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Aquaculture in India is an important economic activity and a flourishing sector with varied resources and potentials. India ranks third in fisheries production, and second in aquaculture. There is a huge value chain involved globally while the COVID-19 pandemic has affected the trade not just in exports but also internal consumption. A solution can be reached by increasing aquaculture efficiency, introduction of new methods to increase yield. It is important for those involved with the sector to remain constantly abreast of the newest global advancements. Keeping this thought in mind, several industry experts from India and across the world gathered at a virtual conclave to discuss various topics pertaining to the industry.
Addressing the the conclave, Amit Saraogi, Managing Director, Anmol Feeds, said, “Fisheries alone has employed 145 million people and contributed to 1.07 percent of the GDP and generated export earnings of Rs 334.41 billion as per a recent estimate of National Fisheries Development Board. Aquaculture over recent years has not only led to substantial socio-economic benefits such as increased nutritional levels, income, employment and foreign exchange, but has also brought vast unutilised and under-utilised land and water resources under culture.”
“The measures announced under the Pradhan Mantri Matsya Sampada Yojana for fisheries and shrimp sectors to boost export and rural employment are encouraging. These measures will boost rural entrepreneurship, enable wealth creation to boost the economy to make India self-reliant. Aquaculture can become a huge source of generating employment and livelihood as investment in this sector is less compared to the benefits it can give. It can increase protein availability, create generation of rural employment and help achieve the food security goals. Especially with all the reverse migration happening across the country, aquaculture, fisheries and shrimp culture can help in rehabilitation of these migrants and help create a livelihood for them,” Saraogi added.
He further added, “We have a considerable amount of business in our neighbouring countries of Nepal and Bhutan. However, we are unable to reap the benefits of the Export Promotion Capital Goods Scheme as the earning is in Indian currency. I would like to take this platform to request the authorities to kindly look into this unconscious anomaly and help us to boost the economy of the country.”
The conclave focused on three main verticals- Health and Biosecurity to Ensure Safe Production; Culture System Improvisation and Advanced Nutrition for Optimum Growth and Better Production. The keynote speakers shared their experience on Aquatic Health & Nutrition while the panel discussion dwelled on how various countries and organisations have put the pandemic behind them and are charting the road ahead. This industry has the capacity to accommodate the migrant labourer population and can feed many of the economically challenged. It has the potential to help rebuild the nation’s economy and support the economic transformation of rural India.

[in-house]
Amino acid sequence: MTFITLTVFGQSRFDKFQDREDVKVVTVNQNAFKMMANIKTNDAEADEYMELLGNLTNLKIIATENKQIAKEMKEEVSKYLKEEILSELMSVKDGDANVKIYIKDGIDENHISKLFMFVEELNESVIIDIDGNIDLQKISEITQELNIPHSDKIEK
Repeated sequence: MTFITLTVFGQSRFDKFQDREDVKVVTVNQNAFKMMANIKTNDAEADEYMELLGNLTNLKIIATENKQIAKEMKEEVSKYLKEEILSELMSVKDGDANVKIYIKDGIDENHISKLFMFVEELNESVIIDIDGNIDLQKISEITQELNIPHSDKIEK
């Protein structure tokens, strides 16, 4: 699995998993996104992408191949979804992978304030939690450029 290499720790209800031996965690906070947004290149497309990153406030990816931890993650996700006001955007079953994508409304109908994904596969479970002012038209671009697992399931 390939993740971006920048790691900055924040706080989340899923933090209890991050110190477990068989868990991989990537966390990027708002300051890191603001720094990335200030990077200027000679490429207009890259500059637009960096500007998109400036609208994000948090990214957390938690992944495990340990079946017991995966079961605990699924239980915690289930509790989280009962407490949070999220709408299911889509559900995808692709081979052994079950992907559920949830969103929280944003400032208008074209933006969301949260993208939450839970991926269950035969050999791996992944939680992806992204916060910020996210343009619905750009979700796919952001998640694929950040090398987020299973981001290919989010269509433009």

During the course of the session, Dr. Andy Shinn, Senior Scientist, Benchmark R&D (Thailand) said, “There are perils of ignorance in aquaculture. Timing of treatments must be carefully implemented. In each farm situation the problems may vary. Juveniles and adults must be monitored and treated separately. Disinfecting all farm equipment thoroughly before treating is important. Seeking proper vet advice is essential without misplaced good intention by middlemen. Prepare emergency plans to maintain bio security. Procrastination and recklessness should be avoided in aquaculture.”
Speaking on the significance of fish protein for enhancing immunity amid pandemic, Dr. PE Vijay Anand, Senior Lead, Emerging Market Development, USSEC, said, “A lot has been spoken about in the last few months of COVID regarding immunity and how consumption of protein can boost the immune system. It is a well-known fact that fish protein is one of the healthiest. There is an opportunity for brands for market creation and boost the aquaculture system riding on this element.”
The panel discussed on the learnings for the aquaculture industry from COVID. The panellists emphasised the need for developing market strategy to boost production, marketing the products, responsible management practices and accurate knowledge acquisition by farmers to maintain quality and hygiene for internal as well as export markets.
India is home to more than 10 percent of the global fish diversity. With diverse resources ranging from deep seas to lakes in the mountains and more than 10 percent of the global biodiversity in terms of fish and shellfish species since independence, the country has shown continuous and sustained increments in fish production. National Institute of Agricultural Economics and Policy Research reported the projected demand would go 11.80 million metric tonnes by FY21. Fish production rose from 800,000 tonnes in FY 1950 to 4.1 million tonnes in the early 1990s. From 1990 through 2010, Indian fish industry accelerated, reaching a total marine and freshwater fish production to about 8 million metric tonnes.